Bonhams’ £11.2m 2022 Revival sale
This afternoon, the Bond St firm sold 80 lots from its 117-car Goodwood Revival catalogue in an often light-hearted yet businesslike auction held, as usual, ‘Over the Road’ from the circuit.
Duties on the rostrum were split between coming man Sholto Gilbertson (top) and veteran auctioneer Malcolm Barber (below, right). The atmosphere, boosted by healthy bidding over the telephones and within the room, was positive, with some laughs along the way. Dealers from the UK and Europe were out in force, the latter attracted by a weak pound, which must also have generated interest from the US.
Without the feature lot Aston Martin DB3 racing car finding a new owner the gross inevitably suffered, but it was still the best at the event since pre-Covid days in 2018.
At a glance:
* Gross, motor cars: £11,176,075 (2021, £10,271,300)
* Percentage sold by number: 68% (2021, 74%)
* Top-selling car: 1964 Cooper-Zerex-Oldsmobile 3.9-Litre £911,000 gross, £800,000 net (est. ‘Refer Dept.’)
* Well sold? Gilbertson revealed that his colleagues were running a sweepstake on the eventual price of the 2009 Mercedes-Benz SLR McLaren 722 S Roadster. It sold for £687,000 all-in against a £240k to £320k guide. The reason? A Middle East car but to Swiss market spec’ and – most importantly – finished in rare Crystal Fayalite Green. It looked fabulous
* Well bought? In a day of mixed fortunes for pre-War cars, the terrific 1922 Sunbeam Grand Prix Racing Two-Seater 'Strasbourg' (above, left) was snapped up by a connoisseur for £597,400 gross, way under its £700k to £800k estimate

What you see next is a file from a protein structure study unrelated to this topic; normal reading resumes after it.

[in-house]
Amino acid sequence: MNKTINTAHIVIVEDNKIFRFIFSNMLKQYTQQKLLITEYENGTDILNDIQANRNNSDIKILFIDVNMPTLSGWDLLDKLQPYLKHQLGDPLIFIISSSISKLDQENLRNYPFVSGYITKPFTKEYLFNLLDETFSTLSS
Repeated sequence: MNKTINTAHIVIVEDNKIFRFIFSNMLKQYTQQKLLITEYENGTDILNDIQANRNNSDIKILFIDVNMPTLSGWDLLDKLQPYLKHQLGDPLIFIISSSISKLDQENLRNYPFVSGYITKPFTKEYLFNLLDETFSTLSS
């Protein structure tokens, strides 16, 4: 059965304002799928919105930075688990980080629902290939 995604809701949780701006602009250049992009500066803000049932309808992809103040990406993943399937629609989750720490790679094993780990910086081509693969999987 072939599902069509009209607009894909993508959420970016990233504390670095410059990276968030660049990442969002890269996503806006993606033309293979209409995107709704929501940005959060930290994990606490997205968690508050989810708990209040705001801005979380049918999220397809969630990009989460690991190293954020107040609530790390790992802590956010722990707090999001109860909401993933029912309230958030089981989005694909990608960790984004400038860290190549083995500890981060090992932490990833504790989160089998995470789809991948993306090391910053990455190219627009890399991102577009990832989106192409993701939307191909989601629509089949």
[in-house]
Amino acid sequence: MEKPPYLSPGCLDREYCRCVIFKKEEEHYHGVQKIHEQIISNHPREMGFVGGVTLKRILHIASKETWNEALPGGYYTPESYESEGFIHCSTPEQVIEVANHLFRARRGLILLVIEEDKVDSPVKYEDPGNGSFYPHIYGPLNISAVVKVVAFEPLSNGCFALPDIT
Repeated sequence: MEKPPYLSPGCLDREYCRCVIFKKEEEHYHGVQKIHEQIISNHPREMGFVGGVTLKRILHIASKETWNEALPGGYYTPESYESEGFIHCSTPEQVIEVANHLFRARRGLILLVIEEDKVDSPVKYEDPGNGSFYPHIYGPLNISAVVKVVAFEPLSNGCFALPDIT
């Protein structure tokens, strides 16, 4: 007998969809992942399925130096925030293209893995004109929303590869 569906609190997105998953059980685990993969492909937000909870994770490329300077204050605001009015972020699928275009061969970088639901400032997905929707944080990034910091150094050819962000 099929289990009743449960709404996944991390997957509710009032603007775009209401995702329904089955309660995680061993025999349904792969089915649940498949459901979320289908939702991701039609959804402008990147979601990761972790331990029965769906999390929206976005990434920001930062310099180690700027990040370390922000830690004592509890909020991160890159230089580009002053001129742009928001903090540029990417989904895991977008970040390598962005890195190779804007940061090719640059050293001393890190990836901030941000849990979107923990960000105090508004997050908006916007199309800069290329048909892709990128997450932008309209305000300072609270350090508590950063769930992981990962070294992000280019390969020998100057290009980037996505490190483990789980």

The ex-Works DB3 had been on the market for a while and did receive serious bids today, yet none approached its lower estimate of £2.8m. Blame the lack of enthusiasm for 1950s competition cars at auction in 2022, and the fact that super-competitive racers can pick up faithful reproductions or a ‘bitza’ with the loosest claim to authenticity† for a price in the £100ks.
Other results of note (all prices gross):
* 2017 Rolls-Royce Dawn Convertible, £264,500, Estimated at £100k to £160k, the vibrant gold drophead attracted wild bidding despite big customs and duty bills coming down the track and minimal paperwork. It did make everyone smile – how can you value that?
* 1964 Aston Martin DB5, £425.5k. Highly original ’5 ideal for proper (£300k+) restoration with saveable original interior
* 1964 Porsche 904 GTS†, £614,200. Purchased for €693k at RM’s Collection Petitjean sale in June 2020; it will most likely end up now as a usable modded historic racing car
* 1989 Aston Martin V8 Vantage Volante 'Prince of Wales', £460,000. Bought by the UK specialist trade to restore to original (and very 1980s) Mercedes-Benz metallic red with grey. Reversion to original RHD in the balance
* 1971 AC 428 Coupé, £128,800. These cars are rare and have a certain roguish charm. This one was hard fought over and almost doubled its low estimate to sell for £128,800
There was no discernible trend in non-sellers other than the DB3 and the state of the competition car market in 2022. One or two other racing cars failed – proving once again these are best handled by a specialist dealer.
In general, this was a good result for Bonhams, a sale conducted in the spirit of the world’s greatest historic motoring event that turned in some solid results despite the lack of a high-profile headliner.
Bonhams at the Goodwood Revival, 17 September 2022 – results (2021)
Total gross cars: £11,176,075 (£10,271,300)
Number of cars not sold: 37 (21)
Number of cars withdrawn: 3 (2)
Total number of cars: 117 (82)
Number sold: 80 (61)
Percentage cars sold by number: 68% (74%)
Percentage by value average low/high estimate: 51% (58%)
Percentage of cars sold below low estimate: 43% (54%)
Percentage of cars sold not met avge of estimates: 73% (77%)
Percentage of cars sold met/exceeded top estimate: 11% (13%)
Average value of cars sold: £139,701 (£168,382)
Average year of cars offered: 1967 (1957)
Percentage of cars offered at No Reserve: 14% (20%)
Photos by K500